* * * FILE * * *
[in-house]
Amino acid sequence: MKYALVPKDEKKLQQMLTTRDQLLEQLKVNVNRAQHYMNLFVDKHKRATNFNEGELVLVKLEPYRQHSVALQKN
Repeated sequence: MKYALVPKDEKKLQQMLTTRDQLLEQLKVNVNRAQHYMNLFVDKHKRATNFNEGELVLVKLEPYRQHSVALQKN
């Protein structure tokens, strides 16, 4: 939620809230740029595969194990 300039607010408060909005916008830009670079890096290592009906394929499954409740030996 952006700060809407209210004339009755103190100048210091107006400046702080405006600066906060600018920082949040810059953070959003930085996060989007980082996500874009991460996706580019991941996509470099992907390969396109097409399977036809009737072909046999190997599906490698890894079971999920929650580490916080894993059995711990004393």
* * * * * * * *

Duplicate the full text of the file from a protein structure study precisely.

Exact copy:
[in-house]
Amino acid sequence: MKYALVPKDEKKLQQMLTTRDQLLEQLKVNVNRAQHYMNLFVDKHKRATNFNEGELVLVKLEPYRQHSVALQKN
Repeated sequence: MKYALVPKDEKKLQQMLTTRDQLLEQLKVNVNRAQHYMNLFVDKHKRATNFNEGELVLVKLEPYRQHSVALQKN
């Protein structure tokens, strides 16, 4: 939620809230740029595969194990 300039607010408060909005916008830009670079890096290592009906394929499954409740030996 952006700060809407209210004339009755103190100048210091107006400046702080405006600066906060600018920082949040810059953070959003930085996060989007980082996500874009991460996706580019991941996509470099992907390969396109097409399977036809009737072909046999190997599906490698890894079971999920929650580490916080894993059995711990004393």